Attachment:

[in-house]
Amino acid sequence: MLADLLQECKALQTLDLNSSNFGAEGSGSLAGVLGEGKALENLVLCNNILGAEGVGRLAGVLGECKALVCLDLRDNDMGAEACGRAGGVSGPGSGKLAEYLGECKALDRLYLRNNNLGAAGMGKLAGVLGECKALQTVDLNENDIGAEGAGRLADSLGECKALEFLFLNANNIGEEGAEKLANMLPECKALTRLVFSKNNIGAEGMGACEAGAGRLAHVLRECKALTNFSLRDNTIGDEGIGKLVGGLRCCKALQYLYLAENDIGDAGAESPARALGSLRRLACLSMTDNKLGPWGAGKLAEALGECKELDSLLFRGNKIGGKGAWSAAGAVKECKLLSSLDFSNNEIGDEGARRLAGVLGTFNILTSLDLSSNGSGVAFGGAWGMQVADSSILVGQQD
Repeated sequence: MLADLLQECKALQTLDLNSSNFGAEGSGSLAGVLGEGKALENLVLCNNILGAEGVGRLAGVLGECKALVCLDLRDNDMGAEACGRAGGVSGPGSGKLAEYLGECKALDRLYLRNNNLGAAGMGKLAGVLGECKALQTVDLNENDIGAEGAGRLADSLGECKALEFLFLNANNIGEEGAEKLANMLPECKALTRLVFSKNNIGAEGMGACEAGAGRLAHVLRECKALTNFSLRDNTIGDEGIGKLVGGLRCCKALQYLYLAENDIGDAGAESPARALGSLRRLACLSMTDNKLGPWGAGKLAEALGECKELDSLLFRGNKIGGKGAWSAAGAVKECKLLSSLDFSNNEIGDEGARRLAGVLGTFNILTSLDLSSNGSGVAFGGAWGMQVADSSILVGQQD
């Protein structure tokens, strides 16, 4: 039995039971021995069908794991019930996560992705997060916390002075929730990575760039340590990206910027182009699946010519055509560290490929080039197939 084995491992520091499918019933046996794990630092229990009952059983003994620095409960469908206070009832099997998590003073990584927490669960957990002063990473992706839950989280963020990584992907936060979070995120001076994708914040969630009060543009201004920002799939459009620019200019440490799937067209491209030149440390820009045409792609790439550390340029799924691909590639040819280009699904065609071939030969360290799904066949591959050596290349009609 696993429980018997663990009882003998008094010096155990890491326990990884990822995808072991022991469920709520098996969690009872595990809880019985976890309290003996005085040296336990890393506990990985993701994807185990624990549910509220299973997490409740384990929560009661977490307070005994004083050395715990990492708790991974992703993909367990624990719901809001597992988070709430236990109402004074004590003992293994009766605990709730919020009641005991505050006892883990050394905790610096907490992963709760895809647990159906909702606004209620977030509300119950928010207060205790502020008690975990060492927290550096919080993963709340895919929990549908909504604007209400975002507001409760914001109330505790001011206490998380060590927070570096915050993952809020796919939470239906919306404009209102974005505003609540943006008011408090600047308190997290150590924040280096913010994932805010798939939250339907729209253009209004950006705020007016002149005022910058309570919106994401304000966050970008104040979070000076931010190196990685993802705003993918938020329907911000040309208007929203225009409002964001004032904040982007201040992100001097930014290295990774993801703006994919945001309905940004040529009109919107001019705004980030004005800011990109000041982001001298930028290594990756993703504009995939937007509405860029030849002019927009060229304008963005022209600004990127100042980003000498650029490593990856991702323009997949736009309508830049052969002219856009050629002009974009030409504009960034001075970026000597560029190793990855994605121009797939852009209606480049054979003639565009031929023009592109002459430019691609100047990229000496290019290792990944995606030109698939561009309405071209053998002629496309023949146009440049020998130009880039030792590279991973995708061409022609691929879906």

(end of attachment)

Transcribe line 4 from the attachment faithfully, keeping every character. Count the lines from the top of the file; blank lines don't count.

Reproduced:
């Protein structure tokens, strides 16, 4: 039995039971021995069908794991019930996560992705997060916390002075929730990575760039340590990206910027182009699946010519055509560290490929080039197939 084995491992520091499918019933046996794990630092229990009952059983003994620095409960469908206070009832099997998590003073990584927490669960957990002063990473992706839950989280963020990584992907936060979070995120001076994708914040969630009060543009201004920002799939459009620019200019440490799937067209491209030149440390820009045409792609790439550390340029799924691909590639040819280009699904065609071939030969360290799904066949591959050596290349009609 696993429980018997663990009882003998008094010096155990890491326990990884990822995808072991022991469920709520098996969690009872595990809880019985976890309290003996005085040296336990890393506990990985993701994807185990624990549910509220299973997490409740384990929560009661977490307070005994004083050395715990990492708790991974992703993909367990624990719901809001597992988070709430236990109402004074004590003992293994009766605990709730919020009641005991505050006892883990050394905790610096907490992963709760895809647990159906909702606004209620977030509300119950928010207060205790502020008690975990060492927290550096919080993963709340895919929990549908909504604007209400975002507001409760914001109330505790001011206490998380060590927070570096915050993952809020796919939470239906919306404009209102974005505003609540943006008011408090600047308190997290150590924040280096913010994932805010798939939250339907729209253009209004950006705020007016002149005022910058309570919106994401304000966050970008104040979070000076931010190196990685993802705003993918938020329907911000040309208007929203225009409002964001004032904040982007201040992100001097930014290295990774993801703006994919945001309905940004040529009109919107001019705004980030004005800011990109000041982001001298930028290594990756993703504009995939937007509405860029030849002019927009060229304008963005022209600004990127100042980003000498650029490593990856991702323009997949736009309508830049052969002219856009050629002009974009030409504009960034001075970026000597560029190793990855994605121009797939852009209606480049054979003639565009031929023009592109002459430019691609100047990229000496290019290792990944995606030109698939561009309405071209053998002629496309023949146009440049020998130009880039030792590279991973995708061409022609691929879906």